Paul Krugman: It's a Different Country
Race has become less important in American politics. Why has this happened, and what are the implications?:
It’s a Different Country, by Paul Krugman, Commentary, NY Times: ...Mr. Obama’s nomination wouldn’t have been possible 20 years ago. It’s possible today only because racial division, which has driven U.S. politics rightward for more than four decades, has lost much of its sting. ...
Without racial division, the conservative message — which has long dominated the political scene — loses most of its effectiveness.
Take, for example, that old standby of conservatives: denouncing Big Government. Last week John McCain’s economic spokesman claimed that Barack Obama is ... “dedicated to ... spending money on everything.”... But ... the McCain campaign is deluding itself if it thinks this issue will resonate with the public.
For Americans have never disliked Big Government in general. In fact, they love Social Security and Medicare, and strongly approve of Medicaid — ... the ... programs that dominate domestic spending have overwhelming public support.
If Ronald Reagan and other politicians succeeded, for a time, in convincing voters that government spending was bad, it was by suggesting that bureaucrats were taking away workers’ hard-earned money and giving it to you-know-who: the “strapping young buck” using food stamps to buy T-bone steaks, the welfare queen driving her Cadillac. Take away the racial element, and Americans like government spending just fine.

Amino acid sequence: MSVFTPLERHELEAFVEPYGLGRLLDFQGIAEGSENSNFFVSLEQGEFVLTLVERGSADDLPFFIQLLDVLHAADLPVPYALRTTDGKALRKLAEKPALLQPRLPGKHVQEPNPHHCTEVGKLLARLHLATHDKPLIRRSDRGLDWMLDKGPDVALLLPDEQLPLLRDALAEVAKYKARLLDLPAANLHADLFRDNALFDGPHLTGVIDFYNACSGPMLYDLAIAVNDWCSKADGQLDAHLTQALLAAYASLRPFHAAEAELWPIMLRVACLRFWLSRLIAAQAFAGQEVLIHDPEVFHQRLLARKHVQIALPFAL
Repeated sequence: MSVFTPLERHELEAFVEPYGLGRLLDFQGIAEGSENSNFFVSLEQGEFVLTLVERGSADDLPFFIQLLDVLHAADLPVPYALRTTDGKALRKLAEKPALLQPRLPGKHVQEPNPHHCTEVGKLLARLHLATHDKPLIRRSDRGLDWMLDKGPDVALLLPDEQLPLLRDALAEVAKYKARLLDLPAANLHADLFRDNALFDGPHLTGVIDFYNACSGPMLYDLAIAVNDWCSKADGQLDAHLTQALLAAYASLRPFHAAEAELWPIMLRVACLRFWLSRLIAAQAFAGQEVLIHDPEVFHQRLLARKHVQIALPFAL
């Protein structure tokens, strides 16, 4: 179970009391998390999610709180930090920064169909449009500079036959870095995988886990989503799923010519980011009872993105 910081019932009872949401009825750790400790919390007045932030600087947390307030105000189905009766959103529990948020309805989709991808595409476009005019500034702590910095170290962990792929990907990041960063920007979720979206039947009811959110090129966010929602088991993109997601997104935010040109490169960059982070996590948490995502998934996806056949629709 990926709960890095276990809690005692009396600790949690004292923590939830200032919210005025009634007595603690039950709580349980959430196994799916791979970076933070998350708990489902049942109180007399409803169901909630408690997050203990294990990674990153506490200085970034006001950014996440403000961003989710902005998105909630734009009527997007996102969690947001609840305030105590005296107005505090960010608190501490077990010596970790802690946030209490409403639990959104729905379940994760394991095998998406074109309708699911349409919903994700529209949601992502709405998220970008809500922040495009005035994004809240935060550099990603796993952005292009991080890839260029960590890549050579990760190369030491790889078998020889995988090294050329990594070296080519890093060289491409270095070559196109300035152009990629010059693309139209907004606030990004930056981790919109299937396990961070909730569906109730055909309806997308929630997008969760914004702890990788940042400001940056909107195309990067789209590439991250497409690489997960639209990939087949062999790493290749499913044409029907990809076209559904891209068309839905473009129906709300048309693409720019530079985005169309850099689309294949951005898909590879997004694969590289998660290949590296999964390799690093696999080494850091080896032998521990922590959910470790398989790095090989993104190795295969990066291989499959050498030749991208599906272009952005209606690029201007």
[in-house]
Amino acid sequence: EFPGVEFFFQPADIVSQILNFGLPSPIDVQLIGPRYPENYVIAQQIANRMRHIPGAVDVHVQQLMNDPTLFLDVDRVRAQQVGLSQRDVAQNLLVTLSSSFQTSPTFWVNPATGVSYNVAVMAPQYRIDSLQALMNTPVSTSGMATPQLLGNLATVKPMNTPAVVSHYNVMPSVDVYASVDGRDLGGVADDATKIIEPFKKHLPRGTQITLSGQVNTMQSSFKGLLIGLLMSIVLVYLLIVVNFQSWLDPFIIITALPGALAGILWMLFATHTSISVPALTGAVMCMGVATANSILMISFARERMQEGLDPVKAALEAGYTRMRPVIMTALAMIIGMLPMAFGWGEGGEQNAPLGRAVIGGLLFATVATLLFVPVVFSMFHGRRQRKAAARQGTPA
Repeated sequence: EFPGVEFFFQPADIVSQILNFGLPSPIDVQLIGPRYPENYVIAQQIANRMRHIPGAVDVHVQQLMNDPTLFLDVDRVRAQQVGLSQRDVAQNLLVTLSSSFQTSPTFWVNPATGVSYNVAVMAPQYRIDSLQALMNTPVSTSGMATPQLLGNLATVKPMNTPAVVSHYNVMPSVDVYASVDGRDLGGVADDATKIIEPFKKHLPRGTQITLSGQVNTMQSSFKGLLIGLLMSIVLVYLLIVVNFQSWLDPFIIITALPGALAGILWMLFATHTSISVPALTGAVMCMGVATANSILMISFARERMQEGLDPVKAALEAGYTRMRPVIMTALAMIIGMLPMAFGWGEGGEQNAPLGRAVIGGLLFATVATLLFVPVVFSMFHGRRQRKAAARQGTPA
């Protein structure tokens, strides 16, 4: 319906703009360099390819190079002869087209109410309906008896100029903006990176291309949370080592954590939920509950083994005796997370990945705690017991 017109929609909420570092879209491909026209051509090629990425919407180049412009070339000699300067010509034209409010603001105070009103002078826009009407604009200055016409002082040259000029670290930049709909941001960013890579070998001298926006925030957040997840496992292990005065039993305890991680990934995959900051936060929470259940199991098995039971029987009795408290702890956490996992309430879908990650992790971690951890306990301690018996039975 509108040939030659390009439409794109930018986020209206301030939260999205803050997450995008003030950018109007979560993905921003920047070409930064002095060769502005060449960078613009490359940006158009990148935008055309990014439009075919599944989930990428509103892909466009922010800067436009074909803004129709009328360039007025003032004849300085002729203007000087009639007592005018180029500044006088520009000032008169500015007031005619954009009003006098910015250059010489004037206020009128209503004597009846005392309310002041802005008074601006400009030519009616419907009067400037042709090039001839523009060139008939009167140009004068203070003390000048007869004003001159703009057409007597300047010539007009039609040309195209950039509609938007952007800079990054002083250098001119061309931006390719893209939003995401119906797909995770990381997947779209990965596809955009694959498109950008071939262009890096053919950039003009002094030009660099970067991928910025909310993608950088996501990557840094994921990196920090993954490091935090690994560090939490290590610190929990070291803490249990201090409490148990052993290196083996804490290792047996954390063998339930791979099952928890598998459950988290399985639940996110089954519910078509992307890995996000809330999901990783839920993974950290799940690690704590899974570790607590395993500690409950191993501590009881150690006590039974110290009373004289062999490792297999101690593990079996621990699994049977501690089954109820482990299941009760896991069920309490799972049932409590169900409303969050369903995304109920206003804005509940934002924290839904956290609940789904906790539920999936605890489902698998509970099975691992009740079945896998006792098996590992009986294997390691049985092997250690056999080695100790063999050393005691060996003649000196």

But why has racial division become so much less important in American politics?
Part of the credit surely goes to Bill Clinton, who ended welfare as we knew it. I’m not saying that ... was an unalloyed good thing... But the “bums on welfare” played a role in political discourse vastly disproportionate to the actual expense of A.F.D.C., and welfare reform took that issue off the table.
Another large factor has been the decline in urban violence.
As the historian Rick Perlstein documents in ... “Nixonland,” America’s hard right turn really began in 1966, when the Democrats suffered a severe setback in Congress — and Ronald Reagan was elected governor of California.
The cause of that right turn ... was white fear of urban disorder — and the associated fear that fair housing laws would let dangerous blacks move into white neighborhoods. “Law and order” became the rallying cry of right-wing politicians, above all Richard Nixon, who rode that fear right into the White House.
But during the Clinton years, for reasons nobody fully understands, the wave of urban violence receded, and with it the ability of politicians to exploit Americans’ fear.
It’s true that 9/11 gave the fear factor a second wind: Karl Rove accusing liberals of being soft on terrorism sounded just like Spiro Agnew accusing liberals of being soft on crime. But the G.O.P.’s credibility as America’s defender has leaked away into the sands of Iraq.
Let me add one more hypothesis: although everyone makes fun of political correctness, I’d argue that decades of pressure on public figures and the media have helped drive both overt and strongly implied racism out of our national discourse. For example, I don’t think a politician today could get away with running the infamous 1988 Willie Horton ad.
Unfortunately, the campaign against misogyny hasn’t been equally successful. ...
Anyway, none of this guarantees an Obama victory... Racial division has lost much of its sting, but not all: you can be sure that we’ll be hearing a lot more about the Rev. Jeremiah Wright and all that. Moreover, despite Hillary Clinton’s gracious, eloquent concession speech, some of her supporters may yet refuse to support the Democratic nominee.
But if Mr. Obama does win, it will symbolize the great change that has taken place in America. Racial polarization used to be a dominating force in our politics — but we’re now a different, and better, country.
Posted by Mark Thoma on Monday, June 9, 2008 at 12:33 AM in Economics, Politics |
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